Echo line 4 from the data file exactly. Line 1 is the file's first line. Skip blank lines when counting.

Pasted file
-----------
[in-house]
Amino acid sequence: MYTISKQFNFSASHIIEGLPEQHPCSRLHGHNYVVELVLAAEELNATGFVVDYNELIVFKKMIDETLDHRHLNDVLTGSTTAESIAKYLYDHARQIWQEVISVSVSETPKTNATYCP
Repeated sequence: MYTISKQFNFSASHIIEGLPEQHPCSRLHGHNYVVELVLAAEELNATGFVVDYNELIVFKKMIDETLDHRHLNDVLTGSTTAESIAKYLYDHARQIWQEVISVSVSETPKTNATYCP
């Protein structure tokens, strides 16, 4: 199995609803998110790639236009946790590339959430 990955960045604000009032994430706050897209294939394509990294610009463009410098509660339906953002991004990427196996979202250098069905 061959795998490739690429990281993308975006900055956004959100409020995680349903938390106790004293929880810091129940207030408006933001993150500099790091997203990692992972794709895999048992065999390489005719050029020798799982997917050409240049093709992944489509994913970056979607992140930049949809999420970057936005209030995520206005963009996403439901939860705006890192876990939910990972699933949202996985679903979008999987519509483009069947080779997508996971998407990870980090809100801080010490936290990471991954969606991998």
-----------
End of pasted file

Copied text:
């Protein structure tokens, strides 16, 4: 199995609803998110790639236009946790590339959430 990955960045604000009032994430706050897209294939394509990294610009463009410098509660339906953002991004990427196996979202250098069905 061959795998490739690429990281993308975006900055956004959100409020995680349903938390106790004293929880810091129940207030408006933001993150500099790091997203990692992972794709895999048992065999390489005719050029020798799982997917050409240049093709992944489509994913970056979607992140930049949809999420970057936005209030995520206005963009996403439901939860705006890192876990939910990972699933949202996985679903979008999987519509483009069947080779997508996971998407990870980090809100801080010490936290990471991954969606991998």